NonIGBT Power Modules Acoustic InspectionDecember 01, 2015 by Tom Adams
This article discusses various types of power modules with different structure and capacity and emphasizes the importance of AMI inspection to find defects.
Power modules and power devices - including IGBTs, GTOs, thyristors, discrete devices, MOSFETs, etc. - all require for their successful long-term operation the dissipation of high levels of heat. The desired longevity can be achieved by assuring before mounting that the module or device does not harbor a delamination, void or other heat-blocking defect that can lead, quickly or gradually, to the destruction of the die by overheating.
The standard means for locating and imaging an internal delamination or other heat-blocking defect is an acoustic micro imaging (AMI) tool. The other methods for finding such typically very thin defects are either destructive (sectioning, grinding) or less effective (X-ray). Acoustic imaging of IGBT modules has been discussed in previous issues of Bodo’s Power Systems (most recently in CITATION). Here we discuss other devices and modules.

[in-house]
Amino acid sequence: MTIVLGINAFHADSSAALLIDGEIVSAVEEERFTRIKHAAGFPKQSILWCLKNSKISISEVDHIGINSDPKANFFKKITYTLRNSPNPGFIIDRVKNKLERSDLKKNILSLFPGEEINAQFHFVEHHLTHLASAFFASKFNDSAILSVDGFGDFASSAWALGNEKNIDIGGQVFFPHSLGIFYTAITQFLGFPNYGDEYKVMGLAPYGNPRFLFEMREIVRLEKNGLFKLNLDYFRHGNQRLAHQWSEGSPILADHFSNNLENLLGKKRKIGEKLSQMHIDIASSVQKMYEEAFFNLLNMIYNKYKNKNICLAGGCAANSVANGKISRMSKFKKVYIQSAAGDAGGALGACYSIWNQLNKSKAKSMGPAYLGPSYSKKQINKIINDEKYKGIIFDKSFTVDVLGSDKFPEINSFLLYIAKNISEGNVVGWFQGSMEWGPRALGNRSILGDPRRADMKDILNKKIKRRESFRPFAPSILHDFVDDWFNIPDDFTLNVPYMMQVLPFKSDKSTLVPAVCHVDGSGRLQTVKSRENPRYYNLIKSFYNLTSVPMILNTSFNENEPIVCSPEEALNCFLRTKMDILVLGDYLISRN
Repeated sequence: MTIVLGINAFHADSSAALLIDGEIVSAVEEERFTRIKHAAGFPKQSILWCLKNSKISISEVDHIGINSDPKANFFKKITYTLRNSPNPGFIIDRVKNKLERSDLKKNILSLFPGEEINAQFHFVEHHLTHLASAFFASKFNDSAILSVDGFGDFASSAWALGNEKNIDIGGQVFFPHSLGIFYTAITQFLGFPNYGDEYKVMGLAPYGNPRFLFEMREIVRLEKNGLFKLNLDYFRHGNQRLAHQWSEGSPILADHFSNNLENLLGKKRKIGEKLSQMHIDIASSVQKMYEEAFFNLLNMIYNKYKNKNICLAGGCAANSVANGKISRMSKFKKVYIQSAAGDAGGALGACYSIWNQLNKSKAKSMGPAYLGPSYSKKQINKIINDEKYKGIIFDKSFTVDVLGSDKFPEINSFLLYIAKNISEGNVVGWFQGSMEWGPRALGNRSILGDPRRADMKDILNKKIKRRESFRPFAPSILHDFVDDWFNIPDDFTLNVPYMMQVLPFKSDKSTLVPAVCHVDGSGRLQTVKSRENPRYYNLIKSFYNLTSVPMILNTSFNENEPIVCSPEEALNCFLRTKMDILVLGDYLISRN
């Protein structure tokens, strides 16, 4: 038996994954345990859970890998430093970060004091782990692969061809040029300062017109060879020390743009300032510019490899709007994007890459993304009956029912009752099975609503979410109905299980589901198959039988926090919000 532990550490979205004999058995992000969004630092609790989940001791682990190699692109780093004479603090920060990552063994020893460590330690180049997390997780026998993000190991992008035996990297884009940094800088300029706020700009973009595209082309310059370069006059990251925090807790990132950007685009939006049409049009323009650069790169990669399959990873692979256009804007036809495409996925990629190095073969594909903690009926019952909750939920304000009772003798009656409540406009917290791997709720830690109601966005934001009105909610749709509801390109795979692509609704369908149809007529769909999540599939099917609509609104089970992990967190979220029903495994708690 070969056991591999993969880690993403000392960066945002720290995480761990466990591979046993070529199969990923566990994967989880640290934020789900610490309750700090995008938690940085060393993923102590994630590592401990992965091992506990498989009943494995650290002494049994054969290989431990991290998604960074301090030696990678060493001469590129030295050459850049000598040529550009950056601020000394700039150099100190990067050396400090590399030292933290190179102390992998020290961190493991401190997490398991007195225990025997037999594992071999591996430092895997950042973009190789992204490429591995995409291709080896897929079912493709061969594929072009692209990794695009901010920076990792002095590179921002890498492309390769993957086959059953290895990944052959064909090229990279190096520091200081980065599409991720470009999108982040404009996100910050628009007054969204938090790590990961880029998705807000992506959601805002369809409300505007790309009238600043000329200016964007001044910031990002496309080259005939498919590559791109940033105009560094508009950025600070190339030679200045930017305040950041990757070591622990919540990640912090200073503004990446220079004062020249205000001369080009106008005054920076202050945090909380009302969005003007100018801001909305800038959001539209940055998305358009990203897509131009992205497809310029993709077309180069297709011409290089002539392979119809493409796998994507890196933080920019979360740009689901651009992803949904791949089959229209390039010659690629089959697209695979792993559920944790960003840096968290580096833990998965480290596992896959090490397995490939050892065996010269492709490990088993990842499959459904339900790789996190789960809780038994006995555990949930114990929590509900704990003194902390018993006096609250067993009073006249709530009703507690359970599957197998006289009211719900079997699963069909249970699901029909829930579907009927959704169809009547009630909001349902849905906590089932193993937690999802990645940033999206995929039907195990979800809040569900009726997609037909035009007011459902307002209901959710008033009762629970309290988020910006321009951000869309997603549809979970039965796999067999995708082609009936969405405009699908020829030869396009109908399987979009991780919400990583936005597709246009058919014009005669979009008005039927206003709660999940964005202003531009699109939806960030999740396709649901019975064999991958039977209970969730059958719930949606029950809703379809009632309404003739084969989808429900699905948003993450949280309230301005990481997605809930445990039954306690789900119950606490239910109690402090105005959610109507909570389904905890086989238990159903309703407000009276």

GTOs and Similar Devices
Heat-blocking voids/gaps are the defects most commonly seen in power devices such as GTOs and thyristors. The second biggest concern is typically solder thickness uniformity. Non-uniformity of the solder thickness can still affect the thermal transfer rate, even if the solder bond is good. There are a few other less frequent defects, the most common of which is probably non-bonding or delamination from the die of a tab-type lead from the die. But the number of types of potential defects and anomalies in power modules is quite small compared, say, to a discrete plastic-encapsulated microcircuit (PEMs) device format, where die face delaminations, lead finger delaminations, popcorn cracks and other defects may occur.